China is employing thousands of Twitter bots as part of its disinformation campaign to portray itself as the leader in global coronavirus recovery efforts instead of the source of the pandemic, according to an analysis by the State Department’s Global Engagement Center.
“We have identified a new network of inauthentic accounts on Twitter, most likely designed to amplify [People’s Republic of China] propaganda and disinformation related to the pandemic,” said State Department Press Secretary Morgan Ortagus during a conference call with reporters on Friday.
She said the accounts are used to paint China’s response to the coronavirus in a positive light and to criticize anti-PRC content.
“From promoting conspiracy websites to the use of trolls and bot networks to pushing false narratives…Beijing is engaged in an aggressive media campaign to try and reshape the global narrative around COVID,” said Lea Gabrielle, State Department special envoy and coordinator of the GEC.
The GEC looked at the most recent followers for 36 Twitter accounts run by Chinese foreign ministry officials or Chinese embassies, and found that many of those accounts experienced a “major surge” in the number of new followers since March, when Beijing’s overseas messaging efforts on coronavirus kicked off, she said.
The GEC’s analysis found that starting in March, the number of recently-created new followers for these accounts went from an average of 30 per day to over 720 per day — a 22-fold increase.
Both the sudden increase of followers and a very recent creation of many of these accounts points to an artificial network being established to follow and to amplify narratives from Chinese diplomats and foreign ministry officials, especially at a time when China is adopting Russian style disinformation techniques to sow confusion and to try to convince people that COVID didn’t originate in China.
The analysis found that nearly every Chinese diplomatic account shares at least one follower with every other account, with some of them sharing more than 1,000 followers — suggesting that those followers are bots, not authentic people.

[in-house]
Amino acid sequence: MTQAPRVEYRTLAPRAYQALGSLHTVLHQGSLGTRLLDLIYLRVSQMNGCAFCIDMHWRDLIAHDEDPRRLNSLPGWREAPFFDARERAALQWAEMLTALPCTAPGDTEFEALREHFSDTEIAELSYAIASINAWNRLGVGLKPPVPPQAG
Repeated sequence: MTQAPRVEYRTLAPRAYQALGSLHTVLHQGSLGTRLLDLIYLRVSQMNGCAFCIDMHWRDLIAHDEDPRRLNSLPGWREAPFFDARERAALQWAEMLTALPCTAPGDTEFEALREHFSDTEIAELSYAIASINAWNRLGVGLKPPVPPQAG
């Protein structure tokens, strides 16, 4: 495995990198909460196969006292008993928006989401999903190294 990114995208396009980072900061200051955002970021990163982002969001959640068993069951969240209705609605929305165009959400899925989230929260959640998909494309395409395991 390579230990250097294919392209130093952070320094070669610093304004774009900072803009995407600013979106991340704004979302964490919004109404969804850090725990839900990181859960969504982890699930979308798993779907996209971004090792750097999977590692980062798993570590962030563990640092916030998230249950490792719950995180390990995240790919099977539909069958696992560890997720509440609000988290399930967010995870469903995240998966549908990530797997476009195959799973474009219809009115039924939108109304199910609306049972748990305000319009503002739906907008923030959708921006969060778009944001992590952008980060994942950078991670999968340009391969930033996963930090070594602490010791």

For example, two accounts linked to the foreign ministry — @zlj517 and @spokespersonCHN — share 3,423 of their most recent 10,000 followers. Further, nearly 40 percent of the most recent followers were created in just a six-week-period between the first of March and the 15th of April 2020, the analysis found.
“It is our assessment that this network could be deployed to allow the CCP to rapidly amplify and spread messages around the world, skewing the conversation to its benefit,” Gabrielle said.
She compared China’s disinformation campaign to a “one way megaphone” from the Chinese Communist Party (CCP) into “free, open, and democratic societies” comparable to its decades-long efforts to control information within its own borders.
But, she said, its global efforts are largely backfiring.
“In many places, we see that foreign governments, academics, and media call out CCP disinformation and propaganda,” she said.
“It’s critical that we continue to draw attention to the CCP’s increasing use of disinformation and other Russian-style tactics like these inauthentic social media amplification networks to prevent these behaviors from becoming the norm in Beijing,” she said.
The GEC also continues to track a growing convergence between false Chinese and Russian narratives and tactics.
Gabrielle said at the beginning of coronavirus pandemic, Chinese allowed Russian disinformation claiming that the U.S. was the source of the virus to spread around on Chinese social media.
Then, she said, the CCP began raising questions themselves on state media about the virus’s origin, and then began promoting disinformation that the U.S. is the source of the virus.
“At the same time, we saw Beijing unleashing a drumbeat of pro-PRC content across its global media networks and from its overseas missions that included increasingly vocal criticism about democratic countries and how they’re responding to the crisis,” she said.
Gabrielle said she could not speak as to what Twitter is doing, but that State Department has shared information with the company.
But, she added, the GEC is looking not at any one platform, but the “entire disinformation ecosystem.”
“The disinformation ecosystem problem is much bigger than any one platform,” she said.